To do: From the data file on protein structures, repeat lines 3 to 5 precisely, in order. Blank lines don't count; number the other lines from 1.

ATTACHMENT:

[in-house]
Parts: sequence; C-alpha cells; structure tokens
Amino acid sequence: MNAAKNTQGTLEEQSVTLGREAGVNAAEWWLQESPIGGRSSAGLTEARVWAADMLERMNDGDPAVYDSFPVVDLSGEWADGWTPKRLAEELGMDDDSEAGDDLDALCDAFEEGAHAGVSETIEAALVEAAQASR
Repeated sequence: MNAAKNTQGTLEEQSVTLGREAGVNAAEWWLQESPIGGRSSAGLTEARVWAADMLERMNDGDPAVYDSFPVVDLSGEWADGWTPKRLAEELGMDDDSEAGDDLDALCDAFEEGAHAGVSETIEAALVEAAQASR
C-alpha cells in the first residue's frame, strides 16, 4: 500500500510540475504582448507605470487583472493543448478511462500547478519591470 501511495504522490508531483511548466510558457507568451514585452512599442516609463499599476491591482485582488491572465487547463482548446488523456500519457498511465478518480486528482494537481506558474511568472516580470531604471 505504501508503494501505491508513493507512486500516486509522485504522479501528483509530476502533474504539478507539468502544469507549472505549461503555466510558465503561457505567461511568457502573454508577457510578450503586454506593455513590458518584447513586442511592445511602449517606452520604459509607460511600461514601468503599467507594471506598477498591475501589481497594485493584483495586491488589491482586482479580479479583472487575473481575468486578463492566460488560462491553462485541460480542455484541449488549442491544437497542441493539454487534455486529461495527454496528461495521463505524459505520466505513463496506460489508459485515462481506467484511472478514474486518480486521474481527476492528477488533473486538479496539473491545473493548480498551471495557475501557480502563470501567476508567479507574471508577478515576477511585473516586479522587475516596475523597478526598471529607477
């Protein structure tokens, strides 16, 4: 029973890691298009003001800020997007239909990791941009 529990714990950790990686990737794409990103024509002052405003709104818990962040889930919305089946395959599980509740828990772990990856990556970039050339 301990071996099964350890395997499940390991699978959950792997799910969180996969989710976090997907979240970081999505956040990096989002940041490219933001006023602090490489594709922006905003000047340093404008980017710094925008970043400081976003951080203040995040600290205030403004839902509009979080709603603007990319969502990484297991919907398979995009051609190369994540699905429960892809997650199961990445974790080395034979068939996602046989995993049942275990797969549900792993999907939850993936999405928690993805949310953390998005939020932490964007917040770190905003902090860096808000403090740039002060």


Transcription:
Amino acid sequence: MNAAKNTQGTLEEQSVTLGREAGVNAAEWWLQESPIGGRSSAGLTEARVWAADMLERMNDGDPAVYDSFPVVDLSGEWADGWTPKRLAEELGMDDDSEAGDDLDALCDAFEEGAHAGVSETIEAALVEAAQASR
Repeated sequence: MNAAKNTQGTLEEQSVTLGREAGVNAAEWWLQESPIGGRSSAGLTEARVWAADMLERMNDGDPAVYDSFPVVDLSGEWADGWTPKRLAEELGMDDDSEAGDDLDALCDAFEEGAHAGVSETIEAALVEAAQASR
C-alpha cells in the first residue's frame, strides 16, 4: 500500500510540475504582448507605470487583472493543448478511462500547478519591470 501511495504522490508531483511548466510558457507568451514585452512599442516609463499599476491591482485582488491572465487547463482548446488523456500519457498511465478518480486528482494537481506558474511568472516580470531604471 505504501508503494501505491508513493507512486500516486509522485504522479501528483509530476502533474504539478507539468502544469507549472505549461503555466510558465503561457505567461511568457502573454508577457510578450503586454506593455513590458518584447513586442511592445511602449517606452520604459509607460511600461514601468503599467507594471506598477498591475501589481497594485493584483495586491488589491482586482479580479479583472487575473481575468486578463492566460488560462491553462485541460480542455484541449488549442491544437497542441493539454487534455486529461495527454496528461495521463505524459505520466505513463496506460489508459485515462481506467484511472478514474486518480486521474481527476492528477488533473486538479496539473491545473493548480498551471495557475501557480502563470501567476508567479507574471508577478515576477511585473516586479522587475516596475523597478526598471529607477